More than 27,000 Tesco customers took part in the vote to choose the beneficiaries of the levy, which is expected to be worth about £1m in Scotland and about £800,000 in Wales. Both charities, which were chosen from a list of 120 organisations, are planning to use the money to fund a variety of projects to keep local communities clean, green and tidy. The partnerships will run from 20 October 2014 for at least a year.
Compulsory charging for plastic carrier bags came into force in Wales in October 2011, and a similar charge is to be introduced in Scotland from this October. Since 2011, the charge in Wales has raised more than £2.3m for the wildlife charity the RSPB to fund its conservation work.
Greg Sage, community director for Tesco, said: "Keep Scotland Beautiful and Keep Wales Tidy now have a fantastic opportunity to use the money raised from the bag charge to make a real difference to the communities they serve."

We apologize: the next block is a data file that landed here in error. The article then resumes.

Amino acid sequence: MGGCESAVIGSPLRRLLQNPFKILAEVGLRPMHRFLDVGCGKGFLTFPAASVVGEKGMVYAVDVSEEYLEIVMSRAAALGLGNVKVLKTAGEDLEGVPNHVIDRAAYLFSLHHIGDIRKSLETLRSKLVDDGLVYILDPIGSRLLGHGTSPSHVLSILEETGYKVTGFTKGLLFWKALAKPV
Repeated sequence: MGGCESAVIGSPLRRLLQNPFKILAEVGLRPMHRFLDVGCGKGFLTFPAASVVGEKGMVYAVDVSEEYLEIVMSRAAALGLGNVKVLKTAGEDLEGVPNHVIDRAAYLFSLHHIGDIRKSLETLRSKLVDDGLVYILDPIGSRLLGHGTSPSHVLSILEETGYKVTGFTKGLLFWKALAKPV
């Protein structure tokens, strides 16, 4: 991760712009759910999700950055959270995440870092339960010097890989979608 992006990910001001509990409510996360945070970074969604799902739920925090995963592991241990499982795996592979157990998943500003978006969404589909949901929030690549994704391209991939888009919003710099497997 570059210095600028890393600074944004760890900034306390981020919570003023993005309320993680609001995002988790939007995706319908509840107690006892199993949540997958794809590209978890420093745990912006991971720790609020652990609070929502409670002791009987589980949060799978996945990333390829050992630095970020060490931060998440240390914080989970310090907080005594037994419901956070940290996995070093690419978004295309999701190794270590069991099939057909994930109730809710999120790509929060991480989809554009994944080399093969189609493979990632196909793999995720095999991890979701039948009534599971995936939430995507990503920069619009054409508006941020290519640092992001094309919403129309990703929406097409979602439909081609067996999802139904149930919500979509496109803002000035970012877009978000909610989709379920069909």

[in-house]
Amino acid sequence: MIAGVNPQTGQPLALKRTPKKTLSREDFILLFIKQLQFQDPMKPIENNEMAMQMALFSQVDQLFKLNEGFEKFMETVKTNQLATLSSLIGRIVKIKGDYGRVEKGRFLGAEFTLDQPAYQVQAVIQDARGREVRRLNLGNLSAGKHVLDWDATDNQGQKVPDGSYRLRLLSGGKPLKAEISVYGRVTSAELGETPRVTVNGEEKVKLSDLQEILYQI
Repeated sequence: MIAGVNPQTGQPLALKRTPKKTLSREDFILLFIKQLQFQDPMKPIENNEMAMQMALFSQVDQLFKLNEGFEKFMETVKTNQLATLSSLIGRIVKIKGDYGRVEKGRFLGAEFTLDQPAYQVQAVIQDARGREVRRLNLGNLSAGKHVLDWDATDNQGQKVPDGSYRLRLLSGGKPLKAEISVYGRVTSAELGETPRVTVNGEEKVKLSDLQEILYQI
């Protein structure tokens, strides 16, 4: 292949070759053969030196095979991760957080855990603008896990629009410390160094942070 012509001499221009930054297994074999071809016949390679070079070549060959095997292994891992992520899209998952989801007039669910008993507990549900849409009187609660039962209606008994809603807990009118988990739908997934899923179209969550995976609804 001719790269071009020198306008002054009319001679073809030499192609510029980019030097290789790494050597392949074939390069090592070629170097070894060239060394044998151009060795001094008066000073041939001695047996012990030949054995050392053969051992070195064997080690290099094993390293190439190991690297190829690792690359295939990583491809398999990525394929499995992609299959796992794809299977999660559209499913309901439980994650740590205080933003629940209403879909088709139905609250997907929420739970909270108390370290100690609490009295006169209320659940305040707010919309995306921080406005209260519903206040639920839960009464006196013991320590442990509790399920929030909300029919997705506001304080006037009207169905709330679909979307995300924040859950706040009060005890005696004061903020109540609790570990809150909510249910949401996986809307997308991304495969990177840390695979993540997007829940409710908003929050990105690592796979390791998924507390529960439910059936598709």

Derek Robertson, chief executive of Keep Scotland Beautiful, thanked those who voted. "Lots of local community groups and organisations that work in partnership with us, from all across Scotland, will benefit from this funding," he said.
Lesley Jones, chief executive of Keep Wales Tidy, said: "We’re delighted to have received the vote of confidence from our supporters and Tesco customers. Keep Wales Tidy campaigned hard for the introduction of the bag levy and we’re extremely pleased that it has resulted in a dramatic reduction in the use of single-use carrier bags and that proceeds from the levy are being used to support environmental action."
Nominations also opened this week for the 2014 Tesco Charity Trust Community Awards Scheme, worth £200,000. The scheme will make one-off donations of between £500 and £2,500 to registered charities and not-for-profit organisations for working on local projects that support health, opportunities for young people and environmental sustainability.